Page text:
are obligate parasitoid wasps that develop in the body of their hosts. During oviposition, female wasps introduce venom into the larval hosts' body cavity. The venom contains discrete, 300 nm-wide, mixed-strategy extracellular vesicles (MSEVs), until recently referred to as virus-like particles. While the crucial immune suppressive functions of MSEVs have remained undisputed, their biotic nature and origin still remain controversial. In recent proteomics analyses of MSEVs, we identified 161 proteins in three classes: conserved eukaryotic proteins, infection and immunity related proteins, and proteins without clear annotation. Here we report 246 additional proteins from the MSEV proteome. An enrichment analysis of the entire proteome supports vesicular nature of these structures. Sequences for more than 90% of these proteins are present in the whole-body transcriptome. Sequencing and assembly of the 460 Mb-sized genome revealed 90% of MSEV proteins have coding regions within the genomic scaffolds. Altogether, these results explain the stable association of MSEVs with their wasps, and like other wasp structures, their vertical inheritance. While our results do not rule out a viral origin of MSEVs, they suggest that a similar strategy for co-opting cellular machinery for immune suppression may be shared by other wasps to gain advantage over their hosts. These results are relevant to our understanding of the evolution of figitid and related wasp species.
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http://dx.doi.org/10.1534/g3.119.400349DOI Listing
http://www.ncbi.nlm.nih.gov/pmc/articles/PMC6945029PMC
January 2020

One-step pentaplex real-time polymerase chain reaction assay for detection of zika, dengue, chikungunya, West nile viruses and a human housekeeping gene.

J Clin Virol 2019 11 16;120:44-50. Epub 2019 Sep 16.

Center for Infection and Immunity, Mailman School of Public Health, Columbia University, New York, NY, USA.

Background: Recent emergence of Zika virus (ZIKV), and the global spread of dengue (DENV), chikungunya (CHIKV) and West Nile viruses (WNV) raised urgent need of accurate and affordable molecular diagnosis of these clinically indistinguishable arboviral infections.

Objectives: We established a pentaplex real-time reverse transcription PCR (rRT-PCR) assay (CII-ArboViroPlex rRT-PCR) for specific and sensitive detection of the African and American genotypes of ZIKV, all four serotypes of DENV, CHIKV, WNV and a housekeeping gene as internal control in single reaction.

Study Design: Specific primers and probe sets were designed for ZIKV, DENV, CHIKV, WNV and RNase P (housekeeping gene) and tested for in-vitro transcribed RNA standards, virus cultures, clinical samples positive for ZIKV, DENV, CHIKV and WNV and limit of detection (LOD) were determined for each. Results Using ten-fold serially diluted in-vitro transcribed RNA, CII- ArboViroPlex rRT-PCR assay has LOD of 100 RNA copies/reaction (Rn) for ZIKV in serum or urine, 100 RNA copies/Rn for DENV in serum, and 10 RNA copies/Rn for CHIKV and WNV in serum. LODs from sera spiked with quantitated viral stocks were 2.6 × 10 GEQ/Rn for ZIKV, 2.2 × 10 GEQ/Rn for DENV-1, 9.4 × 10 GEQ/Rn for DENV-2, 2.3 × 10 GEQ/Rn for DENV-3, 1.4 × 10 GEQ/Rn for DENV-4, 2.7 × 10 GEQ/Rn for CHIKV, and 1.05 × 10 GEQ/Rn for WNV.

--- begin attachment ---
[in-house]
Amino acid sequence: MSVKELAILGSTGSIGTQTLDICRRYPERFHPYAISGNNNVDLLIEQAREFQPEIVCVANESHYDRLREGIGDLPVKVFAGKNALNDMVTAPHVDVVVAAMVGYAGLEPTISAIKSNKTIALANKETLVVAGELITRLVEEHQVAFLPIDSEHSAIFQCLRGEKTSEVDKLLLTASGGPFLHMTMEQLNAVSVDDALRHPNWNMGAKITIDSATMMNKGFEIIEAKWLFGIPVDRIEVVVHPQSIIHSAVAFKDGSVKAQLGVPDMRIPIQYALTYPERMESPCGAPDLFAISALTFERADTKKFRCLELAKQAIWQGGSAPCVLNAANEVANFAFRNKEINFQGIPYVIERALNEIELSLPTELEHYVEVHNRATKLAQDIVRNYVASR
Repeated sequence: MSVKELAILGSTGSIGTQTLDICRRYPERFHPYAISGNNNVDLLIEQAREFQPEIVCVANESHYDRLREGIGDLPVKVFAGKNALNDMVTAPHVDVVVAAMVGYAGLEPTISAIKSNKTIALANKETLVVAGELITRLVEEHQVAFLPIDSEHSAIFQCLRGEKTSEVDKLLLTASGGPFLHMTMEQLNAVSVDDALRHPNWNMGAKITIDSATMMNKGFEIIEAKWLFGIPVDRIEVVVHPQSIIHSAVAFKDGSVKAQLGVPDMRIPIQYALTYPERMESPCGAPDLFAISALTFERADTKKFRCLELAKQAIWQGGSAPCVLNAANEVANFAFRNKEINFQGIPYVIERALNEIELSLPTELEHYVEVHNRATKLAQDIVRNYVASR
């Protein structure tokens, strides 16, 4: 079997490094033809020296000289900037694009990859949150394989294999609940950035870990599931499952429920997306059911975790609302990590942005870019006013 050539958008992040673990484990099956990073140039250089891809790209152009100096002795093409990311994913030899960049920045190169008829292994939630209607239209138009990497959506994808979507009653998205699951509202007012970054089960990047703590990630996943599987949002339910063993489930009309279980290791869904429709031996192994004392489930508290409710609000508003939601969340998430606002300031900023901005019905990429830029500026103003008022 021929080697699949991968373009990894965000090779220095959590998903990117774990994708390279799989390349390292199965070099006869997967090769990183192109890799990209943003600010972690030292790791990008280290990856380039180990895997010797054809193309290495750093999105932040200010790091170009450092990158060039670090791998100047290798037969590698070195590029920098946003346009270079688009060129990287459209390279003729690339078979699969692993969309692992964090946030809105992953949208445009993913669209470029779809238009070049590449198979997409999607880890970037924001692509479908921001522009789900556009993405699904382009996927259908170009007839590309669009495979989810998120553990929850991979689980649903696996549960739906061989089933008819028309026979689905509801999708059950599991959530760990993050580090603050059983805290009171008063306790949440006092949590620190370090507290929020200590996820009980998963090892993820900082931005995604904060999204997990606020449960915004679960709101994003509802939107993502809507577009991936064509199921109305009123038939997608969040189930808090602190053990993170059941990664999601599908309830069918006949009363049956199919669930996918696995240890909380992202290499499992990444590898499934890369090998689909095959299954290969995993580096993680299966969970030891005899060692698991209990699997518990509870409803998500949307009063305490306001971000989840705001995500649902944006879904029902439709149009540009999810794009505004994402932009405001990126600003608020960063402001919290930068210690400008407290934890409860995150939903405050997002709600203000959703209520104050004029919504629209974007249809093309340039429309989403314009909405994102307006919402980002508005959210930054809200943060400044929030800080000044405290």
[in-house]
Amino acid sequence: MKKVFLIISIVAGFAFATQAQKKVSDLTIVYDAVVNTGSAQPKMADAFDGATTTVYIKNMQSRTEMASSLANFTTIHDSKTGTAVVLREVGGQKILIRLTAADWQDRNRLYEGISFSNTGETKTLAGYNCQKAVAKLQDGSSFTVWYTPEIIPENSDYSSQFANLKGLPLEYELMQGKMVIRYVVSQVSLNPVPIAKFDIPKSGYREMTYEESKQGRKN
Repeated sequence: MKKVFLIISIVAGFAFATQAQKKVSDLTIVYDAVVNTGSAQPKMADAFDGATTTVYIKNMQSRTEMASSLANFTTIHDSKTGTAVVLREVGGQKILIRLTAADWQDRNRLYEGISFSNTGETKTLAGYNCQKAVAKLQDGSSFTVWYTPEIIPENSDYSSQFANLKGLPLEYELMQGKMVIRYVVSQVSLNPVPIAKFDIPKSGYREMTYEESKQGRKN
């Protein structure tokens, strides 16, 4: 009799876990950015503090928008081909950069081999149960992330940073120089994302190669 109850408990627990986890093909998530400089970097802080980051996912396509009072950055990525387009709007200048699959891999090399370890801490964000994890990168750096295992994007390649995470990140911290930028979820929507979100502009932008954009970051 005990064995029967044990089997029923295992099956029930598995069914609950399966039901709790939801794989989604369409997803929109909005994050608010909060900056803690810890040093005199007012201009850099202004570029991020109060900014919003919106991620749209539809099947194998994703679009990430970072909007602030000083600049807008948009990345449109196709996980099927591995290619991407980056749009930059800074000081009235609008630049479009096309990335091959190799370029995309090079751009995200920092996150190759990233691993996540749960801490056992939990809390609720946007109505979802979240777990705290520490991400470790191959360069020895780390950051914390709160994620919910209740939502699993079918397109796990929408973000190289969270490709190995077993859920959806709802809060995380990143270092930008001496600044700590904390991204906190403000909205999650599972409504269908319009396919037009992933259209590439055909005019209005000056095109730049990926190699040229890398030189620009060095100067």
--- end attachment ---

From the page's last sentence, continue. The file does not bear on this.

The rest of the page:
Conclusions: The CII-ArboViroPlex rRT-PCR assay is a quantitative one-step pentaplex rRT-PCR assay for the molecular detection and differential diagnosis of ZIKV, DENV, CHIKV, WNV and a human housekeeping gene control in a single- PCR reaction.
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http://dx.doi.org/10.1016/j.jcv.2019.08.011DOI Listing
http://www.ncbi.nlm.nih.gov/pmc/articles/PMC7032662PMC
November 2019

Discovery of two highly divergent negative-sense RNA viruses associated with the parasitic nematode, , in wild from New York City.

J Gen Virol 2019 10 12;100(10):1350-1362. Epub 2019 Sep 12.

Center for Infection and Immunity, Columbia University, New York, NY, USA.

Recent advances in high-throughput sequencing technology have led to a rapid expansion in the number of viral sequences associated with samples from vertebrates, invertebrates and environmental samples. Accurate host identification can be difficult in assays of complex samples that contain more than one potential host. Using unbiased metagenomic sequencing, we investigated wild house mice () and brown rats () from New York City to determine the aetiology of liver disease. Light microscopy was used to characterize liver disease, and fluorescent microscopy with hybridization was employed to identify viral cell tropism. Sequences representing two novel negative-sense RNA viruses were identified in homogenates of wild house mouse liver tissue: Amsterdam virus and Fulton virus. hybridization localized viral RNA to a parasitic nematode that had infected the mouse liver. RNA from either virus was found within nematode adults and unembryonated eggs. Expanded PCR screening identified brown rats as a second rodent host for as well as both nematode-associated viruses. Our findings indicate that the current diversity of nematode-associated viruses may be underappreciated and that anatomical imaging offers an alternative to computational host assignment approaches.